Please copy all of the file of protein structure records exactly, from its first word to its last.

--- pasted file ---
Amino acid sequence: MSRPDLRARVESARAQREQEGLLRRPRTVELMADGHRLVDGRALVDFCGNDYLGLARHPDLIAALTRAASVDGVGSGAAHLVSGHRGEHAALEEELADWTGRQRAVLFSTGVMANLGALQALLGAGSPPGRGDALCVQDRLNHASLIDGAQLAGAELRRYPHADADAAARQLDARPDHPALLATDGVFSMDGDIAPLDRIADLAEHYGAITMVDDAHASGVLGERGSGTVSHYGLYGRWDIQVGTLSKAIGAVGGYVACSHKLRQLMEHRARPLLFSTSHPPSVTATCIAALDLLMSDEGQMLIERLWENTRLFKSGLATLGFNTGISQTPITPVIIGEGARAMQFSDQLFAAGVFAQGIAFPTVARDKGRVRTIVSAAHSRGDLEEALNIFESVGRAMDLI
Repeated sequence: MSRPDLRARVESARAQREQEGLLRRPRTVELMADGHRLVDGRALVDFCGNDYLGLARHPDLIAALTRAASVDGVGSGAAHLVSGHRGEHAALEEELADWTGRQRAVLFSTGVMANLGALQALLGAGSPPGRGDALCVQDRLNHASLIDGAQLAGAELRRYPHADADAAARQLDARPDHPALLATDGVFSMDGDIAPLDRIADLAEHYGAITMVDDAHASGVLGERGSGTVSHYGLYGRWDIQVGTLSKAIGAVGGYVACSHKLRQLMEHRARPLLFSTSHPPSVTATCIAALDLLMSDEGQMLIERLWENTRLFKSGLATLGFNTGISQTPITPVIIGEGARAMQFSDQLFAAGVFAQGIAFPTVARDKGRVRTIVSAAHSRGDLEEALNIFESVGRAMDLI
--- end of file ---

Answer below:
Amino acid sequence: MSRPDLRARVESARAQREQEGLLRRPRTVELMADGHRLVDGRALVDFCGNDYLGLARHPDLIAALTRAASVDGVGSGAAHLVSGHRGEHAALEEELADWTGRQRAVLFSTGVMANLGALQALLGAGSPPGRGDALCVQDRLNHASLIDGAQLAGAELRRYPHADADAAARQLDARPDHPALLATDGVFSMDGDIAPLDRIADLAEHYGAITMVDDAHASGVLGERGSGTVSHYGLYGRWDIQVGTLSKAIGAVGGYVACSHKLRQLMEHRARPLLFSTSHPPSVTATCIAALDLLMSDEGQMLIERLWENTRLFKSGLATLGFNTGISQTPITPVIIGEGARAMQFSDQLFAAGVFAQGIAFPTVARDKGRVRTIVSAAHSRGDLEEALNIFESVGRAMDLI
Repeated sequence: MSRPDLRARVESARAQREQEGLLRRPRTVELMADGHRLVDGRALVDFCGNDYLGLARHPDLIAALTRAASVDGVGSGAAHLVSGHRGEHAALEEELADWTGRQRAVLFSTGVMANLGALQALLGAGSPPGRGDALCVQDRLNHASLIDGAQLAGAELRRYPHADADAAARQLDARPDHPALLATDGVFSMDGDIAPLDRIADLAEHYGAITMVDDAHASGVLGERGSGTVSHYGLYGRWDIQVGTLSKAIGAVGGYVACSHKLRQLMEHRARPLLFSTSHPPSVTATCIAALDLLMSDEGQMLIERLWENTRLFKSGLATLGFNTGISQTPITPVIIGEGARAMQFSDQLFAAGVFAQGIAFPTVARDKGRVRTIVSAAHSRGDLEEALNIFESVGRAMDLI